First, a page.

State of the Judiciary

By: Ryan Koopmans on January 14th, 2015

At 10:00 this morning, Chief Justice Mark Cady will give the annual State of the Judiciary address. According to the Judicial Branch press release, the Chief “will report on progress in the past year toward making the Iowa Judicial Branch the best, most advanced, and most responsive court system in the nation. The chief justice will highlight daily efforts he has seen toward reaching this goal in family treatment courts, juvenile courts, innovations in the civil justice system, courthouse security, improvements in technology, and efforts to find solutions to end disparities in the criminal justice system.”

You can watch the speech live at the legislature’s website.


When should an inferior court just sit tight?

By: Ryan Koopmans on December 18th, 2014

That was the main question yesterday in Deaton v. Arkansas Department of Correction. Arkansas prisoner Christopher Deaton wants to grow a full-length beard for religious reasons, but prison policy doesn’t allow it because of safety concerns.  Deaton sued under the Religious Land Use and Institutionalized Person Act (RLUIPA), but a federal district court threw out the case and yesterday an Eighth Circuit panel summarily affirmed that ruling in a one-paragraph order.

One paragraph, because the Eighth Circuit has already decided this question.  In fact, the court ruled last year in Holt v. Hobbs that the no-beard policy doesn’t violate RLUIPA even if the prisoner agrees to keep his facial hair to a half inch.  And since one three-judge panel cannot overrule another, the panel in Deaton has no authority to say that a full-length beard is okay.

But it might soon.  Which is why Judge Colloton dissented.  The Supreme Court granted cert. in Holt and heard oral argument in October.  That means a decision could be coming out any day, and any day the law in the Eighth Circuit might be completely different.  So why not wait, Judge Colloton asks:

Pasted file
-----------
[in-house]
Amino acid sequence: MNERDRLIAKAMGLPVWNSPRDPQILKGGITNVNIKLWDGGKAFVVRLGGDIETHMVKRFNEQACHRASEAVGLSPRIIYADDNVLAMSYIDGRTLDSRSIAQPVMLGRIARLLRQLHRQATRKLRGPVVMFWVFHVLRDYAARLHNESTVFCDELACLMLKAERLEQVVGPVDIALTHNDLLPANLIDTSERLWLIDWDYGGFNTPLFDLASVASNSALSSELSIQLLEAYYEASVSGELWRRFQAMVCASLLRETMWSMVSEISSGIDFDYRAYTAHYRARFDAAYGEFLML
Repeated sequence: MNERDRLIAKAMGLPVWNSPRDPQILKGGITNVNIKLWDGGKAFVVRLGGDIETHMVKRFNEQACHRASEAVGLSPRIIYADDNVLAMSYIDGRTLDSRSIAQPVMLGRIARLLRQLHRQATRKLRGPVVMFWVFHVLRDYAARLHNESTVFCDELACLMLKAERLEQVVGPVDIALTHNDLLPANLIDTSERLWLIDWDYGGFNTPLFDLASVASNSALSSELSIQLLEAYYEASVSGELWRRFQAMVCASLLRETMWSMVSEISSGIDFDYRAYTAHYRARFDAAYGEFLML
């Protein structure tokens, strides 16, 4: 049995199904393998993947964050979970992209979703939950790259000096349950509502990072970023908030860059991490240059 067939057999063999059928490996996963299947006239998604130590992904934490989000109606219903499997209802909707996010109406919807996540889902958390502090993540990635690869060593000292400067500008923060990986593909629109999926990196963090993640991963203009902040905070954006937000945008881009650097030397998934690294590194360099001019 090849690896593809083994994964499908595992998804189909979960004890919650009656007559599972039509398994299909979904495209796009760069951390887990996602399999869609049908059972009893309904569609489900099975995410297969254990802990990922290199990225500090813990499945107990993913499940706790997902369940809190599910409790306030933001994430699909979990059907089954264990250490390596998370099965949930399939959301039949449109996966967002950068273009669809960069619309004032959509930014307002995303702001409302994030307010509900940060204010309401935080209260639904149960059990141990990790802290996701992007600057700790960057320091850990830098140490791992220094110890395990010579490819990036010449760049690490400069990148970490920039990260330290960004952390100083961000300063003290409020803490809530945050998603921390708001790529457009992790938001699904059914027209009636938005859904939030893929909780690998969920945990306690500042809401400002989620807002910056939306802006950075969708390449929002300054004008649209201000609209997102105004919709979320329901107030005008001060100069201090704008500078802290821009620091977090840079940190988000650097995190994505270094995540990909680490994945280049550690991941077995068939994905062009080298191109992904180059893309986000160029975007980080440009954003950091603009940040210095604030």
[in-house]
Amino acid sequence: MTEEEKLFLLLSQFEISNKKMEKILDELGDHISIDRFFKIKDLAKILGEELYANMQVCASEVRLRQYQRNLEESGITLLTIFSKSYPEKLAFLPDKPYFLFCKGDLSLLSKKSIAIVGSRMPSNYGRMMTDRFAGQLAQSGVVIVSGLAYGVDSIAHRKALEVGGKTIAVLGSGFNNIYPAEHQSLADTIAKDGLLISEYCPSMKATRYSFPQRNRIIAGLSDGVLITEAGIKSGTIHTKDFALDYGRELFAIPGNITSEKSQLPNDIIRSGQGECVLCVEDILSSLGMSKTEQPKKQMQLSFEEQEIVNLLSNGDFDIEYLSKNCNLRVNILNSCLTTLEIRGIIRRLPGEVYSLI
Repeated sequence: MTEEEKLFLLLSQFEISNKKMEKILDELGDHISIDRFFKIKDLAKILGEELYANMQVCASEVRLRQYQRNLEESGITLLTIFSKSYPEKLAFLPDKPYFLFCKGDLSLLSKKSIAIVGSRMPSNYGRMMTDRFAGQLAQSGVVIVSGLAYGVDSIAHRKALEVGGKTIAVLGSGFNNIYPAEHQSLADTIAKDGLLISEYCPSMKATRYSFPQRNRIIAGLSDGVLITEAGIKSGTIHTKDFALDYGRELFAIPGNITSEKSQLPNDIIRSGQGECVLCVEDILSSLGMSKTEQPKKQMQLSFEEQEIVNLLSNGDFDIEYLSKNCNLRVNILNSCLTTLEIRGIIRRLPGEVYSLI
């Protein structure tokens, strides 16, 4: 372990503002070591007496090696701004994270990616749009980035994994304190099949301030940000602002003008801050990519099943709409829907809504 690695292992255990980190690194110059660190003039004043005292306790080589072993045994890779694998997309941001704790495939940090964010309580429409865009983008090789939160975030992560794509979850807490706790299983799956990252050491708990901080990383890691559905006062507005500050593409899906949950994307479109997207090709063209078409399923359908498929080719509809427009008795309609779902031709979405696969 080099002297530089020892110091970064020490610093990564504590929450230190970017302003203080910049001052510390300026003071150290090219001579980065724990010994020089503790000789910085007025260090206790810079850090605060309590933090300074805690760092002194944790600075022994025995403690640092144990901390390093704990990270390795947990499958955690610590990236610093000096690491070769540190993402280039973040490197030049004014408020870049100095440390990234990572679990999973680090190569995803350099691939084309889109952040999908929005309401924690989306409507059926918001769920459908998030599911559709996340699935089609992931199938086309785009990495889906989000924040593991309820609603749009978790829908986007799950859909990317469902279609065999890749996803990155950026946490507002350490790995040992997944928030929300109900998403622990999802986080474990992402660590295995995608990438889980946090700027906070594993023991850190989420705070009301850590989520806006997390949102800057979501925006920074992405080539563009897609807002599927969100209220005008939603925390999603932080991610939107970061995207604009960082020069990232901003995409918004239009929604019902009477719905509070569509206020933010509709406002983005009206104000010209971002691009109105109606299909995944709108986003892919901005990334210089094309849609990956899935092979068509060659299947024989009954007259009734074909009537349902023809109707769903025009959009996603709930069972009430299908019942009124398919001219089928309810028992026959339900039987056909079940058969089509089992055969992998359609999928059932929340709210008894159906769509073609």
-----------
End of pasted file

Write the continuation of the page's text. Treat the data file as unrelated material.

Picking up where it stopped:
This case is factually distinguishable from Holt, because appellant Deaton—like the prisoner in Fegans v. Norris, 537 F.3d 897 (8th Cir. 2008)—claims a right based on RLUIPA to grow a full beard in accordance with his religious beliefs. But the Court’s reasoning in Holt will inform how Deaton’s claim should be analyzed and whether Fegans has continuing vitality. In the interest of judicial economy, I would hold this case briefly pending a decision in Holt rather than burden Mr. Deaton with the need to file a petition for writ of certiorari to secure an order granting certiorari,vacating this court’s decision, and remanding for further consideration in light of Holt.

That’s not the kind of dissent we usually get to see.  It’s not about the merits of the case (everyone agrees that Eighth Circuit precedent dictates the outcome, at least for now) but on how the court should conduct its business. Assuming he does not file for rehearing, Deaton will have to write and file a cert. petition and  file a motion to proceed in forma pauperis (i.e., ask the court to waive the filing fee).  He has 90 days to do that, so the Supreme Court may very well have decided Holt by then.  That, though, won’t alleviate the need for the filings, even if it’s clear that Deaton would win under the new Supreme Court decision. (And if oral argument is any indication, it seems likely that Deaton will get some help.)

But the extra burden isn’t just on Deaton.  The Supreme Court clerk’s office will have to docket the case, a law clerk in the Supreme Court clerk pool will have to review the cert. petition, verify that the Holt decision could possibly change the outcome, and draft a memo to the justices recommending that the court grant the petition and remand the case to the Eighth Circuit.  Once the Court enters the order, the Eighth Circuit clerk’s office will have to notify the panel that the case is back, thus putting the three judges back in the same position they would have been had they held the case (which was submitted just last month) a few more months.  Hence Judge Colloton’s dissent.


The Iowa Supreme Court wants to know what you think

By: Ryan Koopmans on November 5th, 2014

The Iowa Supreme Court doesn’t just decide cases; it also regulates lawyers, and like other regulatory bodies, the Iowa Supreme Court often solicits public comments on proposed rule changes.  The Court is currently asking for comments on two issues: In September, the Iowa Supreme Court requested public comments on the quality and usefulness of the so-called Basic Skills Course, a mandatory one-day CLE for newly admitted lawyers.  And in October, the Supreme Court asked for input on whether Iowa-licensed lawyers should pay a $100 yearly fee that would go to Iowa  legal aid organizations.

My unscientific, non-Selzer polling suggests that many lawyers have strong opinions about both topics, yet the Iowa Supreme Court hasn’t received many comments.  There’s still time, though.  The comment period for basic-skills course is open until November 10, and the comment period for the legal-aid fee is open  until January 5.  Comments can be emailed to rules.comments@iowacourts.gov.